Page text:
Study Guides (390,000)
CA (150,000)
UW (7,000)
HIST (100)
Final

Final Exam Review – Lecture Notes.docx


Department
History
Course Code
HIST232
Professor
Marlene Epp
Study Guide
Final

This preview shows pages 1-3. to view the full 12 pages of the document.
Final Exam Review – 2nd half of Term – Lecture Notes
Resistance movements as Peace movements
Non-resistance x Active resistance
- A resistance movement is a group or collection of individual
groups within the civilian population, dedicated to fighting an
invader in an occupied country or the dictatorship of a nation
through either the use of physical force, or nonviolence.
- To be defined as a peace movement, must it be
nonviolent?
Danish resistance:
-1940, German occupation begins; initial policy of
cooperation
-Germany wants to exploit the industry and agriculture of
Denmark for the war effort; control key rail lines and sea
ports; also eliminate the Jewish population
-1943, German occupation becomes repressive; resistance
begins resistance led by Freedom Council
-tactics include: bureaucratic procrastination; community
singing; celebration of Danish culture; leaf-letting; work
stoppages and slowdowns; protection of Jews; sabotage of
arms manufacturers and rail lines; nonviolent ‘People’s
Strike’
-Strategy was ‘deny, delay, diminish’
-Success? undermined Hitlers ability to utilize Danish
economy;
-Reduced numbers of Jews killed
Ten Commandments for Danes:
Written by 17 year-old in reaction to German invasion and
circulated in Denmark
1You must not go to work in Germany and Norway.
2You shall do a bad job for the Germans.
3You shall work slowly for the Germans.

Only pages 1-3 are available for preview. Some parts have been intentionally blurred.

4You shall destroy important machines and tools.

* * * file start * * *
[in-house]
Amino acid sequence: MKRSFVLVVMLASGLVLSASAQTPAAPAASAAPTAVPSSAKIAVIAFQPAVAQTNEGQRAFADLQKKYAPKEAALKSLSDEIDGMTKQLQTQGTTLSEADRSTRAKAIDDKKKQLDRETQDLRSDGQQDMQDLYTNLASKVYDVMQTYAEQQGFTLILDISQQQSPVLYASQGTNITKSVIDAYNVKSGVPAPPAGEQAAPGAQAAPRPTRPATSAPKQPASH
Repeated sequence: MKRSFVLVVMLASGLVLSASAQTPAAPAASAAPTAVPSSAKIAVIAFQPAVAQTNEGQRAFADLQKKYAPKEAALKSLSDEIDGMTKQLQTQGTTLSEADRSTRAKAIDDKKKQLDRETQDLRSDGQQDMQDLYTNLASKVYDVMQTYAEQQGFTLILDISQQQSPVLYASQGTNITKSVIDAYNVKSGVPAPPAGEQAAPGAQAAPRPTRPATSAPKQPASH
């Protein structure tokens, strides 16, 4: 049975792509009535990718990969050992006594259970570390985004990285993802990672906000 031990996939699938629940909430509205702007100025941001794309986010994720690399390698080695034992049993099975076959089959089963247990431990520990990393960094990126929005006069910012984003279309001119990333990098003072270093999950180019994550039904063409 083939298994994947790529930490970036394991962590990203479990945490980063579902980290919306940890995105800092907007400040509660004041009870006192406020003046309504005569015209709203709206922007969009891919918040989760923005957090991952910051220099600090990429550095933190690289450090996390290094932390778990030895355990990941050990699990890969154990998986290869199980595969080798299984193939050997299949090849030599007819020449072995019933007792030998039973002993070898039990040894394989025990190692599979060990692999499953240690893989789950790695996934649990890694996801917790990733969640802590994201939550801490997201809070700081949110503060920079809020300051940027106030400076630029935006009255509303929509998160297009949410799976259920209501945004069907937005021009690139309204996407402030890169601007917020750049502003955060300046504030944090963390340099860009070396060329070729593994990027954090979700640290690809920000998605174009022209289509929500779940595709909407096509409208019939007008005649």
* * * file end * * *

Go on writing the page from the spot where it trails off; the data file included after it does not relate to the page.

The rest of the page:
5You shall destroy everything that may be of benefit to the
Germans.
6You shall delay all transport.
7You shall boycott German and Italian films and papers.
8You must not shop at Nazis stores.
9You shall treat traitors for what they are worth.
10 You shall protect anyone chased by the Germans
White Rose
-used nonviolent methods to undermine the Nazi regime
-led by Sophie Scholl, her brother Hans and others
-main tactic was printing and distributing anti-Nazi flyers
-Rosenstrasse protest
-February 27, 1943, Berlin: attempt to round up remaining
Jews
-non-Jewish German women married to Jews protest the
imprisonment of their husbands
-men were held at a Jewish community building on
Rosenstrasse (Rose Street)
-up to 1000 women gather to sing songs, chant for the
release of their husbands
Dutch resistance:
-people wore orange carnations as symbols of Dutch royalty
-university students refused to sign oaths of loyalty to
German occupation forces
-2-day general strike held in Amsterdam February, 25 1941,
in reaction to repression of Jews: shut down the city;
300,000 participants
-Estimated that 50-60,000 people involved in underground
activities
Norwegian resistance:
-unlike in Denmark, Norway’s government collaborated with
the

Only pages 1-3 are available for preview. Some parts have been intentionally blurred.

Nazis; fascist president Quisling first attempted to
gain control of schools and teachers’ union
-up to 10,000 of the country’s 12,000 teachers wrote letters
of resistance to Quisling, refusing to promote fascist
education and refusing to join the new compulsory union;
signed their names
-university of Oslo students begin wearing paper clips in
1940 as a sign of solidarity (binding together)
Madres de la Plaza de Mayo – Mothers of the Disappeared
(Argentina)
- White Scarf
Singing Revolution (Estonia)
Velvet Revolution (Czechoslovakia)
Saffron Revolution (Burma)
Umbrella Revolution (Hong Kong)
Anti-Nuclear Movement
Ivy “Mike”: first H-bomb test, Nov. 1, 1952
The Anti-Nuclear Peace / Disarmament Movement
Post-World War II until …
Characteristics:
Directed towards the elimination of a kind of weaponry
Not all anti-nuclear activists are pacifists or advocates of
nonviolence
Some activists concerned only with the policy of their own
gov’t
a global, mass movement
not fringe; a movement of the status quo
emergence of best known peace symbol of 20th c
You're Reading a Preview

Unlock to view full version